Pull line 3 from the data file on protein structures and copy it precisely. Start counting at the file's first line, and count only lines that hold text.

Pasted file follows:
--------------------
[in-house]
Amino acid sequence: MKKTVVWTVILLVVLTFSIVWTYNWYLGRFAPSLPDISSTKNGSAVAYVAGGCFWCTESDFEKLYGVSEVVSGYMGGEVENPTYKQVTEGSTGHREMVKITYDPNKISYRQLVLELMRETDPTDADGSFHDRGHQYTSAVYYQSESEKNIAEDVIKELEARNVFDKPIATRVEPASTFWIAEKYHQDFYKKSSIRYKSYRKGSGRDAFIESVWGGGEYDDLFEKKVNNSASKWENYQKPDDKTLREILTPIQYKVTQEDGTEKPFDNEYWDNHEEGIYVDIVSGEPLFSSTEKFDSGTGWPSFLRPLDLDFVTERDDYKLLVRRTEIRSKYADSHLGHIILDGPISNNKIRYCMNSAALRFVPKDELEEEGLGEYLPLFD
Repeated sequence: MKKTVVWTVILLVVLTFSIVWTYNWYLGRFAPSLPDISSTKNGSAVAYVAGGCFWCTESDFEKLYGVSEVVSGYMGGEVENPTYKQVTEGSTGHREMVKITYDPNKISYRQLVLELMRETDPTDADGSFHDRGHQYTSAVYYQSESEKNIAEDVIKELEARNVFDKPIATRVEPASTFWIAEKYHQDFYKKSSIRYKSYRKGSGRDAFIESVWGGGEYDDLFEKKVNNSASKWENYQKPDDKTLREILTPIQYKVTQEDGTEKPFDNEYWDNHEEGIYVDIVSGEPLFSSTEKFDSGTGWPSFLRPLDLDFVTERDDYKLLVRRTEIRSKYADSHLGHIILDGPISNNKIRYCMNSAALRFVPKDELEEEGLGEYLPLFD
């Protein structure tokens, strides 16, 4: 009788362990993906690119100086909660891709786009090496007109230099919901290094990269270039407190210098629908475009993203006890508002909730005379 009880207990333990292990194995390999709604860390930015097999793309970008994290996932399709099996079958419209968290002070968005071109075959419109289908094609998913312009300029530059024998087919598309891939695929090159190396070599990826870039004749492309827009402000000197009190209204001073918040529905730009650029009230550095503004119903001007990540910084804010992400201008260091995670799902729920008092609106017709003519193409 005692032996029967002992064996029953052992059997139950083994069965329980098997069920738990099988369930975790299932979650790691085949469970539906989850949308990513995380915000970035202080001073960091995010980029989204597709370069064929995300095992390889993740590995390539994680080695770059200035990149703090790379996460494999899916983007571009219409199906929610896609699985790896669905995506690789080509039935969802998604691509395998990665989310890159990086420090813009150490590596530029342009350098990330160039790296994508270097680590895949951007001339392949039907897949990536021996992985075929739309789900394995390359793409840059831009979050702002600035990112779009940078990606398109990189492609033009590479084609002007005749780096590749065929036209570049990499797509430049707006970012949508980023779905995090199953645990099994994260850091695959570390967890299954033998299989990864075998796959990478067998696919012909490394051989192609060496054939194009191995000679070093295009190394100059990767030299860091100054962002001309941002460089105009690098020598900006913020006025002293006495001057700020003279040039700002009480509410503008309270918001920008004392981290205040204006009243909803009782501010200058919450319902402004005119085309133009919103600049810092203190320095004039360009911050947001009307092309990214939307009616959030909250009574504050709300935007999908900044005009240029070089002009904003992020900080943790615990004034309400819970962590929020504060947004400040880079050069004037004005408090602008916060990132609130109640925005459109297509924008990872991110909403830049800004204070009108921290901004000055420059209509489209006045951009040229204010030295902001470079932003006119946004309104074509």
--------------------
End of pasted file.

Repeated sequence: MKKTVVWTVILLVVLTFSIVWTYNWYLGRFAPSLPDISSTKNGSAVAYVAGGCFWCTESDFEKLYGVSEVVSGYMGGEVENPTYKQVTEGSTGHREMVKITYDPNKISYRQLVLELMRETDPTDADGSFHDRGHQYTSAVYYQSESEKNIAEDVIKELEARNVFDKPIATRVEPASTFWIAEKYHQDFYKKSSIRYKSYRKGSGRDAFIESVWGGGEYDDLFEKKVNNSASKWENYQKPDDKTLREILTPIQYKVTQEDGTEKPFDNEYWDNHEEGIYVDIVSGEPLFSSTEKFDSGTGWPSFLRPLDLDFVTERDDYKLLVRRTEIRSKYADSHLGHIILDGPISNNKIRYCMNSAALRFVPKDELEEEGLGEYLPLFD